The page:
ISLAMABAD: Neighbors China and Pakistan have already held discussions about aid and future aid, with international donors gathering in Geneva on Monday to discuss humanitarian relief for Afghanistan under the rule of the Taliban militant group.
Experts say the economy is in crisis and a humanitarian crisis is looming in the war-torn country.
Yet the United States and other Western nations are reluctant to provide funding to the Taliban unless the radical Islamist militant movement gives assurances that it will uphold human rights, and in particular the rights of women.
About $10 billion of the country’s foreign assets kept abroad are also frozen.
“The understandable purpose is to deny these funds to the Taliban administration,” Deborah Lyon, the UN Secretary-General’s Special Representative for Afghanistan, told the UN Security Council this week.
“However, the inevitable effect would be a severe economic downturn that could throw many millions into poverty and hunger, generate a huge wave of refugees from Afghanistan, and indeed bring Afghanistan back for generations.”
Another possible effect could be to move Afghanistan closer to its neighbors and close allies Pakistan and China, which have already sent supply planes to Afghanistan. They have also indicated that they are open to ramp-up engagements.
The Chinese regime announced last week that it would send $31 million worth of food and health supplies to Afghanistan, among the first foreign aid pledges since the Taliban came to power last month.
Pakistan sent supplies such as cooking oil and medicine to officials in Kabul last week, while the country’s foreign minister called on the international community to provide unconditional assistance and unfreeze Afghanistan’s assets.
Minerals and Terrorism
Pakistan has had deep ties with the Taliban terrorist group and has been accused of supporting the group as it fought the US-backed government in Kabul for 20 years – allegations denied by Islamabad.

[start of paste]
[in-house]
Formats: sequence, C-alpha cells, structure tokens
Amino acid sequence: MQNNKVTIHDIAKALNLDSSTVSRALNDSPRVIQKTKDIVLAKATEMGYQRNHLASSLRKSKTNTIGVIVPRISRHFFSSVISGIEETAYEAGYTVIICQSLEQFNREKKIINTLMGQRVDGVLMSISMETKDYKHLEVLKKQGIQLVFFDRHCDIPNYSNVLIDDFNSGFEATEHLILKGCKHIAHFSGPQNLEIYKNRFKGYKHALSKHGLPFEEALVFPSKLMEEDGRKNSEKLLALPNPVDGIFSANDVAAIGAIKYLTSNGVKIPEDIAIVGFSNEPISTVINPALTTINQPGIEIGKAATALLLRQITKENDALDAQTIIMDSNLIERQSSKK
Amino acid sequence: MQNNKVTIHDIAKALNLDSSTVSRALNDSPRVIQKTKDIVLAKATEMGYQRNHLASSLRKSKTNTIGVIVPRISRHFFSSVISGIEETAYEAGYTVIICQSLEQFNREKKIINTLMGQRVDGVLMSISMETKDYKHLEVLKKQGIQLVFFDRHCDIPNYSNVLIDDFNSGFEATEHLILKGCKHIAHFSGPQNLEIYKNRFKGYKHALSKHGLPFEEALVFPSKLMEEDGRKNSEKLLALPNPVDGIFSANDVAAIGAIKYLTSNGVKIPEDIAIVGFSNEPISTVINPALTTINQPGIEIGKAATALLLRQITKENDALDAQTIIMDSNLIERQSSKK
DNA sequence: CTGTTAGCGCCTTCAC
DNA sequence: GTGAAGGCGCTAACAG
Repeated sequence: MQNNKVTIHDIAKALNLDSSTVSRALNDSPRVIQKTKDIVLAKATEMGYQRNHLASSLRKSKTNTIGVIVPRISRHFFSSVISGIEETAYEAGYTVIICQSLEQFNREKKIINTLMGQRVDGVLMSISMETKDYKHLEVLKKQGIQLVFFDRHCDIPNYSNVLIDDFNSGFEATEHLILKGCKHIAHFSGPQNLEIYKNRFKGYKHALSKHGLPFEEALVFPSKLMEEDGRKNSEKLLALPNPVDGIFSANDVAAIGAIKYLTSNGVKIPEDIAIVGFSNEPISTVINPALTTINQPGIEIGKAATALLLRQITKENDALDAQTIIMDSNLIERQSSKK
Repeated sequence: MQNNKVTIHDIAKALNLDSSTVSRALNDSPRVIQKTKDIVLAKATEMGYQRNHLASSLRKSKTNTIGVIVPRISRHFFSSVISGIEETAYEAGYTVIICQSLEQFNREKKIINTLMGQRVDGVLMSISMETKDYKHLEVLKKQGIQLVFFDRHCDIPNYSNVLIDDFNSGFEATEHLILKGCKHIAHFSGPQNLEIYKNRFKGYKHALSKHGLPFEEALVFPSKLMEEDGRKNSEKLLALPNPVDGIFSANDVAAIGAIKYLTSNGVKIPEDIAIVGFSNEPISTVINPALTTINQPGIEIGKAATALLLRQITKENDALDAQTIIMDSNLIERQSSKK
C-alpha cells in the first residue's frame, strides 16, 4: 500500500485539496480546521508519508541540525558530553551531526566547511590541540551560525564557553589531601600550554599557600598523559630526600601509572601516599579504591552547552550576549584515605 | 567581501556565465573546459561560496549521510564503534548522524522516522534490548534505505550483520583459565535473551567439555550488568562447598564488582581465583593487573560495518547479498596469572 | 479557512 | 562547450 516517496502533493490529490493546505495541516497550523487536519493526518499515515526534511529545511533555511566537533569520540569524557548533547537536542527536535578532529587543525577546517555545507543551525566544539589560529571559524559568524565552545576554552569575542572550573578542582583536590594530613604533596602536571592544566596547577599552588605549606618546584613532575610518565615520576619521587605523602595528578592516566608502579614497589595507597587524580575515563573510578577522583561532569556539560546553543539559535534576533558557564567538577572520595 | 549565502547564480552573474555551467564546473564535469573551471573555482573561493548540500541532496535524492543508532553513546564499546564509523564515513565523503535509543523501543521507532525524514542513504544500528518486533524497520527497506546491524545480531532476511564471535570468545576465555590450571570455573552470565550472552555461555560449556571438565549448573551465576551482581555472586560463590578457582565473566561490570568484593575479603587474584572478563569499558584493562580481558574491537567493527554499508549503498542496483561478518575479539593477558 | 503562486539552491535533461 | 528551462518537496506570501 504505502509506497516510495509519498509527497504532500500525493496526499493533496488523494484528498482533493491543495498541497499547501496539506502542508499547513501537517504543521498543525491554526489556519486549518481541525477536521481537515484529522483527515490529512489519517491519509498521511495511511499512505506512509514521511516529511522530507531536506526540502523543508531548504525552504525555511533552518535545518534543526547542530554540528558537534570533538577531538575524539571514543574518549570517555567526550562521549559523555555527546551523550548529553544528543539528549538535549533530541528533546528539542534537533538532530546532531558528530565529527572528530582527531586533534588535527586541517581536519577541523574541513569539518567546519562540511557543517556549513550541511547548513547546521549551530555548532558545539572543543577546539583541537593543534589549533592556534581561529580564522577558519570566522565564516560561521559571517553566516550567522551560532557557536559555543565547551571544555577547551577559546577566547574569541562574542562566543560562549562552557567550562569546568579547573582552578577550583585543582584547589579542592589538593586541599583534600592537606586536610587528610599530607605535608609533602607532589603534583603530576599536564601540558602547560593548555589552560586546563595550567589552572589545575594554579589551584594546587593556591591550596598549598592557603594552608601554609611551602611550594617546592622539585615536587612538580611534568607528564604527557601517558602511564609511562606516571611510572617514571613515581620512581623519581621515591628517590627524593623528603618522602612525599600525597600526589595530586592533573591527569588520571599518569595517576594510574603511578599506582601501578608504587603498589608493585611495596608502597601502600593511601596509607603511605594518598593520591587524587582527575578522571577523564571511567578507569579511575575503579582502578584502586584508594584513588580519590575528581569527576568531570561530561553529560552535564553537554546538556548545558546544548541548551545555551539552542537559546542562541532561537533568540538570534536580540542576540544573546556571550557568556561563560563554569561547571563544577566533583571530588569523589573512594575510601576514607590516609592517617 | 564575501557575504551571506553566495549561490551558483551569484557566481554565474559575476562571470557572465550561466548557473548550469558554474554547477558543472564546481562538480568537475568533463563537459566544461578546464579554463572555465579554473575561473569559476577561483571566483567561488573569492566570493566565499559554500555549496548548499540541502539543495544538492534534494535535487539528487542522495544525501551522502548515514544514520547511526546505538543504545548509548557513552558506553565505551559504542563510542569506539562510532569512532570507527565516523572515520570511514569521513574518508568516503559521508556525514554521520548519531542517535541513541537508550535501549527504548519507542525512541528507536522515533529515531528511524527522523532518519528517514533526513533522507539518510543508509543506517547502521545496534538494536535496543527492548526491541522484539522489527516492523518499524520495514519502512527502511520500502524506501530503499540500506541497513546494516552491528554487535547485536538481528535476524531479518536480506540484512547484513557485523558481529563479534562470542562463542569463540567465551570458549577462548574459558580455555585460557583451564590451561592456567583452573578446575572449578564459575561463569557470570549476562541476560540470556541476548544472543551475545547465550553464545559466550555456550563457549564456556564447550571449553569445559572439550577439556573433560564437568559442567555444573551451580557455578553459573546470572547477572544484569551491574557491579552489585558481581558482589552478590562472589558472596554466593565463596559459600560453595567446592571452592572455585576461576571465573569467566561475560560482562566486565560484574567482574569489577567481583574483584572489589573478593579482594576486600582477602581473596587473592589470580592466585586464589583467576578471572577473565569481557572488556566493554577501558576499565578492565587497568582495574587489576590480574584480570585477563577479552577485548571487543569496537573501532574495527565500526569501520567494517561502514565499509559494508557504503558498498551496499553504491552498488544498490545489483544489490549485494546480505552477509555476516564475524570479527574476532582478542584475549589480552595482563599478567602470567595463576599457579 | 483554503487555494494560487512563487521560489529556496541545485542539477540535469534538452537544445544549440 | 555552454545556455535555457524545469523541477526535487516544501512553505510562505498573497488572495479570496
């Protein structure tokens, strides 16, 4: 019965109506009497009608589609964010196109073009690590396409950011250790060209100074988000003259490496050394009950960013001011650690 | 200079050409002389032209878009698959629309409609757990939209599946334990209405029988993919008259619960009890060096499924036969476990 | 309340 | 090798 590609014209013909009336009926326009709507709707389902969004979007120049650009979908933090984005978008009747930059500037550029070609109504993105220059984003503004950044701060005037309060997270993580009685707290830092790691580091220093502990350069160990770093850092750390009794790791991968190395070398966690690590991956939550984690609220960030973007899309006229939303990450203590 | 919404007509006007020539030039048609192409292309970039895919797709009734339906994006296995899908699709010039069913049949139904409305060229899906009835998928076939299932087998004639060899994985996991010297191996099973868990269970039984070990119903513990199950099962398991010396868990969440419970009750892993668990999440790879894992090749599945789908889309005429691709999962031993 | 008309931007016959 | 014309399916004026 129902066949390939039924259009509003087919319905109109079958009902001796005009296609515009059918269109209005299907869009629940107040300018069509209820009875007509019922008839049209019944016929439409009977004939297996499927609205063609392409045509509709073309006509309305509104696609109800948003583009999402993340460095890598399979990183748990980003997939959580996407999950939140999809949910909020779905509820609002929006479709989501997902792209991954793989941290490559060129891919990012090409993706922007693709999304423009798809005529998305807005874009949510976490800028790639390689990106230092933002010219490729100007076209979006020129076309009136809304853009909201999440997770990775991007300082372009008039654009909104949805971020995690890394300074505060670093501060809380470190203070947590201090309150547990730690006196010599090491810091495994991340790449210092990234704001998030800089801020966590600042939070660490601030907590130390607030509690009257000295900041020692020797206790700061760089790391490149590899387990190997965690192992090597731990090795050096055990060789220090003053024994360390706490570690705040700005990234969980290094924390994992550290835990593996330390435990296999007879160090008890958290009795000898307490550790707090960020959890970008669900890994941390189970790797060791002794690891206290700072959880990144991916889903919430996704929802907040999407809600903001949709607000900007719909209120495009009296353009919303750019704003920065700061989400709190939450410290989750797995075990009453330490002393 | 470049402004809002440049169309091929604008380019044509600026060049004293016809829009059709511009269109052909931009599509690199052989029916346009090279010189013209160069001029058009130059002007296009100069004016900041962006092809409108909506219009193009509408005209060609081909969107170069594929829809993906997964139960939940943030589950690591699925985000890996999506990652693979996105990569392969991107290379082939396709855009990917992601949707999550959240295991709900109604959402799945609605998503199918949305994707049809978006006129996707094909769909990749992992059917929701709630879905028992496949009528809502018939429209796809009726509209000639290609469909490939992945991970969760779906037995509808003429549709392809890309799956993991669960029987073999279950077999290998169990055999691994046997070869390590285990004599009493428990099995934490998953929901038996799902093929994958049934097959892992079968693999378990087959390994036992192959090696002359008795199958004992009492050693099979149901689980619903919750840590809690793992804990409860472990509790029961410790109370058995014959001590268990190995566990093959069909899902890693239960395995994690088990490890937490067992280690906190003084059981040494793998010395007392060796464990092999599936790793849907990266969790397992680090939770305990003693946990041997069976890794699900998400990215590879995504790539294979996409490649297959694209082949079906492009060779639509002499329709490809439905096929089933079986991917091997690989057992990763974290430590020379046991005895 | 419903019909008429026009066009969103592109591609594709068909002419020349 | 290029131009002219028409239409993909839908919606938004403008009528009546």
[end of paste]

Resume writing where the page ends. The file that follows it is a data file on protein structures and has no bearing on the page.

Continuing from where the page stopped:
With a strong alliance with Pakistan, China has also been engaging with the Taliban. Some analysts said it was attracted by the country’s mineral wealth, which includes large reserves of lithium, a key component for electric vehicles.
The Chinese Communist Party (CCP) has also expressed concerns about terrorism that could spread across its border from Afghanistan, which it wants the Taliban to help.
Beyond humanitarian aid, one possibility is Afghanistan joining the China-Pakistan Economic Corridor (CPEC), a central part of the CCP’s Belt and Road Initiative (BRI), under which Beijing has earmarked $US$ for infrastructure projects in Pakistan. 60 billion, most of it in the form of loans.
“The Taliban will welcome joining the CPEC, China will also be very happy,” said former Pakistan ambassador to Afghanistan, Rustam Shah Mohammad.
The Chinese regime has not commented on the BRI, but Foreign Minister Wang Yi has said that Beijing stands ready to actively discuss the resumption of China-Afghanistan freight trains and facilitate Afghanistan’s dialogue with the outside world, especially its access to humanitarian supplies.
A spokesman for Pakistan’s Foreign Office and Taliban did not immediately respond to requests for comment.
Taliban, CCP Talk: Sources
Taliban leaders have said in recent weeks that they want good relations with the Chinese regime.
A senior Taliban source said talks were held in Doha with China about potential investment opportunities. The Chinese regime is particularly interested in mining, but any activity in this area will be open to tender, the source said.
“The Taliban welcomes foreign investment that will benefit the country,” he said.
Two sources in Afghanistan and Pakistan familiar with the matter said China had been encouraging Afghanistan to join the CPEC for years, but had received a non-committal response from the previous US-backed government.
The Taliban, which is in need of economic stimulus and international recognition, seems more eager.
“The best approach and immediately available alternative is CPEC for the economic development of Afghanistan, which includes Pakistan and China,” said Mushahid Hussain Syed, a Pakistani senator and former chairman of the China-Pakistan Institute.
“The new administration in Kabul will also be receptive to this and they are looking forward to it.”
For the Chinese regime, however, Afghanistan already has mining interests struggling to get off the ground, given the precarious security situation in the country, any further investment will come with associated risks.
Epoch Times employees contributed to this report
This News Originally From – The Epoch Times